Too much oxygen: Cramps, reduced field of vision up to and including temporal blindness. Damage to cell tissue if exposed for prolonged time (starting at 8-24 hours, depending on who you ask)

    Too much nitrogen: You become stupid. The effect is gone the second you go above your personal depth limit (of the day). Also, your metabolic rate goes through the roof. You feel your entire body panicking and need to fight to stay calm. Those effects become less if you dive deep on air regularly.

    Too much helium: HPNS. Your nervous system goes into overdrive; often accompied by shivering.

    Too much hydrogen: I think it was narcotic, if less so than nitrogen. As it's not really used in non-professional diving I don't know too much about it. Although it's cheaper than helium, it likes to go boom. Pair that with high-pressure oxygen and the tiniest fleck of grease or oil anywhere will make everything explode all by itself.

    Various side effects like helium being able to get out of solution easier, forcing you to ascend even more slowly etc pp also come into play.

    Also, as any caver will tell you, unless you _know_ a cave has constant supply of fresh air, you better bring your own gas. Your body detects higher-than-normal levels of CO_2, not the absence of O_2. Under the right conditions, a lung-full of zero (or less than 12%) oxygen gas will ensure that you are unconscious before you hit the ground. After that, you suffocate and die, but at least you won't know it.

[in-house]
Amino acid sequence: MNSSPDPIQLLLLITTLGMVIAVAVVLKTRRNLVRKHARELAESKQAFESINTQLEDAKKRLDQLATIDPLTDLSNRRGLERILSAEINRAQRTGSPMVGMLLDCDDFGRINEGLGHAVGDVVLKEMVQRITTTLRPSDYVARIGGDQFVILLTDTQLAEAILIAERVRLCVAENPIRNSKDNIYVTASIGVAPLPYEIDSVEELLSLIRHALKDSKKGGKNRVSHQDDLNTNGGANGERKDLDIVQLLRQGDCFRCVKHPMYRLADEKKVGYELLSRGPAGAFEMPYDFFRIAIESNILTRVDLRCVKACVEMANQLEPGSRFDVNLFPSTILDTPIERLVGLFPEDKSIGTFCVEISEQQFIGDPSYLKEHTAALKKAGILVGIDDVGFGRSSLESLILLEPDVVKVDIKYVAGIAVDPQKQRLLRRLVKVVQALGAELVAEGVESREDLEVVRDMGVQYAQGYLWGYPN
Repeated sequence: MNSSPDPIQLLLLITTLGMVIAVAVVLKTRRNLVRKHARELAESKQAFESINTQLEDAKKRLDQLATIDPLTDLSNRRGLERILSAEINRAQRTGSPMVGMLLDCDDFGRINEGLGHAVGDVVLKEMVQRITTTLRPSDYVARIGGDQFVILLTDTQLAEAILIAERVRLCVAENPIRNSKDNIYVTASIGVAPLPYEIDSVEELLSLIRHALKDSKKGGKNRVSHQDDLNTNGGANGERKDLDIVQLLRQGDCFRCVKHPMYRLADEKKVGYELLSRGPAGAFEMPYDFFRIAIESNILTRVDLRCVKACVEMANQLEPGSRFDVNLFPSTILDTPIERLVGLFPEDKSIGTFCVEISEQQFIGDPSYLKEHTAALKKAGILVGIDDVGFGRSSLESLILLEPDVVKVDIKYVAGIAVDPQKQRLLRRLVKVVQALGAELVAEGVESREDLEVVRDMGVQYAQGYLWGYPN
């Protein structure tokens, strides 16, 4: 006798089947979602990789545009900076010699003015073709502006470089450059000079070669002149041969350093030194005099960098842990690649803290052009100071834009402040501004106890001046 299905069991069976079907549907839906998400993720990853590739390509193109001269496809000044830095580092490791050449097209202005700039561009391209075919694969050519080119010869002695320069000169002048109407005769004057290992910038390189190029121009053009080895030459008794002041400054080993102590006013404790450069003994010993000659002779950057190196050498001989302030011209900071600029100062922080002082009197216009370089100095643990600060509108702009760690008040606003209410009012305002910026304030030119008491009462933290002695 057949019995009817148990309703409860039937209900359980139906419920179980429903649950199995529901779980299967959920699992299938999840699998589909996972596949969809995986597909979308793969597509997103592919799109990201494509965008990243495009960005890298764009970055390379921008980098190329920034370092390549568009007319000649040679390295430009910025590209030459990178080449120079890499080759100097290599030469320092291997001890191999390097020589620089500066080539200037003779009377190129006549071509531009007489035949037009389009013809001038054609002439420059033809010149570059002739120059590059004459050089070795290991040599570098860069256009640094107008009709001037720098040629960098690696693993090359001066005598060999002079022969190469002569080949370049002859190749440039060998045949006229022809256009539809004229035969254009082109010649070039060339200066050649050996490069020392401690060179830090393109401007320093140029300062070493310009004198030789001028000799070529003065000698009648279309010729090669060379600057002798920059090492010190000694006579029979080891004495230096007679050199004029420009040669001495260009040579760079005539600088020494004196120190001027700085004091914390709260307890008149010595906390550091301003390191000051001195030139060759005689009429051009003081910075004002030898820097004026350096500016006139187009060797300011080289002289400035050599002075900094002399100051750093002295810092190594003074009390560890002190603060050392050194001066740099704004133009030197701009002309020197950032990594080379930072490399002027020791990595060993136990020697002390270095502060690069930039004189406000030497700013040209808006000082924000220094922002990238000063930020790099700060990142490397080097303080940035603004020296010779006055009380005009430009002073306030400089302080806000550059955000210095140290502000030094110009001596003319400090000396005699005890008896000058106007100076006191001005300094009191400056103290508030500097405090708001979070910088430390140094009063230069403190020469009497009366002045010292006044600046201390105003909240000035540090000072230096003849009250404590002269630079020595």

• by Totally_Tux (452763) on Monday July 12, 2010 @09:02AM (#32874124)

    Because stirring up silt can completely block your vision and can be very disorientating (and may lead to a snowball effect with regards to line entanglement and panic). If you're unable to find your way of the cave by other means (guideline, blind navigation), then you'll die as you'll run out of time and consume all of your gas.

    Fundamentally, we're not designed to survive for very long in such an environment. You only have a finite amount of gas to get your butt back to the surface.

  • by Anonymous Coward on Monday July 12, 2010 @09:49AM (#32874566)

    seeing the extreme conditions man will venture into to quench an unstoppable curiosity.

    Or to get chicks. Some people will do anything to impress chicks.

    Hey now, Caving and extreme caving is NOT just for men. There are a lot of women cavers out there... www.flickr.com/undergroundearth

  • by hcdejong (561314) <hobbes@xmsnet . n l> on Monday July 12, 2010 @11:07AM (#32875356)

    There's a Greasemonkey script that will show the conversion in a tooltip:
    script [userscripts.org]

  • by Fumus (1258966) on Monday July 12, 2010 @03:27PM (#32878440)

    And in "Future Plans" there is the whole plan of his last dive. Quite sad nobody has access to his site to add a little "Dave is no longer with us" memo on the front page.